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[0] Jackson A, Mavoori J, Fetz EE, Correlations between the same motor cortex cells and arm muscles during a trained task, free behavior, and natural sleep in the macaque monkey.J Neurophysiol 97:1, 360-74 (2007 Jan)

[0] De Cock VC, Vidailhet M, Leu S, Texeira A, Apartis E, Elbaz A, Roze E, Willer JC, Derenne JP, Agid Y, Arnulf I, Restoration of normal motor control in Parkinson's disease during REM sleep.Brain 130:Pt 2, 450-6 (2007 Feb)

[0] Bair W, Koch C, Temporal precision of spike trains in extrastriate cortex of the behaving macaque monkey.Neural Comput 8:6, 1185-202 (1996 Aug 15)[1] Shmiel T, Drori R, Shmiel O, Ben-Shaul Y, Nadasdy Z, Shemesh M, Teicher M, Abeles M, Neurons of the cerebral cortex exhibit precise interspike timing in correspondence to behavior.Proc Natl Acad Sci U S A 102:51, 18655-7 (2005 Dec 20)[2] Mainen ZF, Sejnowski TJ, Reliability of spike timing in neocortical neurons.Science 268:5216, 1503-6 (1995 Jun 9)

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ref: -2021 tags: hippocampal behavior scale plasticity Magee Romani Bittner date: 12-20-2021 22:39 gmt revision:0 [head]

Bidirectional synaptic plasticity rapidly modifies hippocampal representations

  • Normal Hebbian plasticity depends on pre and post synaptic activity & their time course.
  • Three-factor plasticity depends on pre, post, and neuromodulatory activity, typically formalized as an eligibility trace (ET) and instructive signal (IS).
  • Here they show that dendritic-plateau dependent hippocampal place field generation, in particular LTD, is not (quite so) dependent on post synaptic activity.
  • Instead, it appears to be a 'register update' operation, where a new pattern is remembered (through LTP) and an old pattern is forgotten (through LTD).
    • That is, the synapses are updating information, not accumulating information.
  • The eq for a single synapse: ΔW/δt=(W maxW)k +q +(ET*IS)Wk q (ET*IS)\Delta W / \delta t = (W_{max} - W) k^+ q^+(ET * IS) - W k^- q^-(ET * IS)
    • Where k are the learning rates, and q are the nonlinear functions regulating potentiation / depression based on eligibility trace and instructive signal.

I'm still not 100% sure that this excludes any influence on presynaptic activity ... they didn't control for that. But certainly LTD in their model does not require postsynaptic activity; indeed, it may only require net-synaptic homeostasis.

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ref: Jackson-2007.01 tags: Fetz neurochip sleep motor control BMI free behavior EMG date: 09-13-2019 02:21 gmt revision:4 [3] [2] [1] [0] [head]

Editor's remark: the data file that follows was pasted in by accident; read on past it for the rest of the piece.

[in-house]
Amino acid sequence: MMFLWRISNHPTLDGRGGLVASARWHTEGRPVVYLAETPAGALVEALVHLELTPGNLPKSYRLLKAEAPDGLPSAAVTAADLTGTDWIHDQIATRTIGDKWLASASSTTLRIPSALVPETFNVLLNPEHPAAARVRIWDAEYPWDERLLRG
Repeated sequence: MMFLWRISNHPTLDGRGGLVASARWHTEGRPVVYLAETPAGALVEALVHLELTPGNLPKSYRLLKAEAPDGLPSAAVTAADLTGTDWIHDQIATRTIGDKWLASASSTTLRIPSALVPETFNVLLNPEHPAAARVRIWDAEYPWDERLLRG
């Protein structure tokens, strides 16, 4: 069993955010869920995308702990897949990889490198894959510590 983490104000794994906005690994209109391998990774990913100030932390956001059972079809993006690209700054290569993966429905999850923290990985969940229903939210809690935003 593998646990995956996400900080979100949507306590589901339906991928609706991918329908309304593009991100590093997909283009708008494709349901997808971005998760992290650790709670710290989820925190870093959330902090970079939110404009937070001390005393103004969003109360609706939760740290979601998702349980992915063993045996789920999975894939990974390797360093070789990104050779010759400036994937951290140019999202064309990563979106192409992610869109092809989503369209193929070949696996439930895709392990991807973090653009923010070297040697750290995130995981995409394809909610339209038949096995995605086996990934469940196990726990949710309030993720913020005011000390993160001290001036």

PMID-17021028[0] Correlations Between the Same Motor Cortex Cells and Arm Muscles During a Trained Task, Free Behavior, and Natural Sleep in the Macaque Monkey

  • used their implanted "neurochip" recorder that recorded both EMG and neural activity. The neurochip buffers data and transmits via IR offline. It doesn't have all that much flash onboard - 16Mb.
    • used teflon-insulated 50um tungsten wires.
  • confirmed that there is a strong causal relationship, constant over the course of weeks, between motor cortex units and EMG activity.
    • some causal relationships between neural firing and EMG varied dependent on the task. Additive / multiplicative encoding?
  • this relationship was different at night, during REM sleep, though (?)
  • point out, as Todorov did, that Stereotyped motion imposes correlation between movement parameters, which could lead to spurrious relationships being mistaken for neural coding.
    • Experiments with naturalistic movement are essential for understanding innate, untrained neural control.
  • references {597} Suner et al 2005 as a previous study of long term cortical recordings. (utah probe)
  • during sleep, M1 cells exhibited a cyclical patter on quiescence followed by periods of elevated activity;
    • the cycle lasted 40-60 minutes;
    • EMG activity was seen at entrance and exit to the elevated activity period.
    • during periods of highest cortical activity, muscle activity was completely suppressed.
    • peak firing rates were above 100hz! (mean: 12-16hz).


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ref: -2012 tags: Emo Todorov contact invariant animation optimization complex motor behavior date: 05-04-2016 17:34 gmt revision:3 [2] [1] [0] [head]

* Watch the [http://homes.cs.washington.edu/~todorov/index.php?video=MordatchSIGGRAPH12&paper=Mordatch,%20SIGGRAPH%202012 movies! Discovery of complex behaviors through contact-invariant optimization]

  • Complex movements tend to have phases within which the set of active contacts (hands, feet) remains invariant (hence can exert forces on the objects they are contacting, or vice versa).
  • Discovering suitable contact sets is the central goal of optimization in our approach.
    • Once this is done, optimizing the remaining aspects of the movement tends to be relatively straightforward.
    • They do this through axillary scalar variables which indicate whether the a contact is active or not, hence whether to enable contact forces.
      • Allows the optimizer to 'realize' that movements should have phases.